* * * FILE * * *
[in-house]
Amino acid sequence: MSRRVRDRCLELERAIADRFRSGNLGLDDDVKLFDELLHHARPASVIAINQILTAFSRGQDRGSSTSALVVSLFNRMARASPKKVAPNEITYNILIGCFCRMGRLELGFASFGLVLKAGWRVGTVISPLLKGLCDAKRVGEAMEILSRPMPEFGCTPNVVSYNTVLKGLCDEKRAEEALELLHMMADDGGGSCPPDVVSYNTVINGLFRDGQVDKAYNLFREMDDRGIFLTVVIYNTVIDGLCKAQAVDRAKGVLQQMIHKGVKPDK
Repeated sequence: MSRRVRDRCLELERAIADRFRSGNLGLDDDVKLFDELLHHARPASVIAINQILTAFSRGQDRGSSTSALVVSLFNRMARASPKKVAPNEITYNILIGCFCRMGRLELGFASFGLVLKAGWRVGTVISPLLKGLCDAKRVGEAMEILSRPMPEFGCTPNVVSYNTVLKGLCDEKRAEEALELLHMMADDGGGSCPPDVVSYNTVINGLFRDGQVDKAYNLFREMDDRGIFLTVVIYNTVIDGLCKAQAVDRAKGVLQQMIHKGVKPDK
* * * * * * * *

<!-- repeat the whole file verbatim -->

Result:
[in-house]
Amino acid sequence: MSRRVRDRCLELERAIADRFRSGNLGLDDDVKLFDELLHHARPASVIAINQILTAFSRGQDRGSSTSALVVSLFNRMARASPKKVAPNEITYNILIGCFCRMGRLELGFASFGLVLKAGWRVGTVISPLLKGLCDAKRVGEAMEILSRPMPEFGCTPNVVSYNTVLKGLCDEKRAEEALELLHMMADDGGGSCPPDVVSYNTVINGLFRDGQVDKAYNLFREMDDRGIFLTVVIYNTVIDGLCKAQAVDRAKGVLQQMIHKGVKPDK
Repeated sequence: MSRRVRDRCLELERAIADRFRSGNLGLDDDVKLFDELLHHARPASVIAINQILTAFSRGQDRGSSTSALVVSLFNRMARASPKKVAPNEITYNILIGCFCRMGRLELGFASFGLVLKAGWRVGTVISPLLKGLCDAKRVGEAMEILSRPMPEFGCTPNVVSYNTVLKGLCDEKRAEEALELLHMMADDGGGSCPPDVVSYNTVINGLFRDGQVDKAYNLFREMDDRGIFLTVVIYNTVIDGLCKAQAVDRAKGVLQQMIHKGVKPDK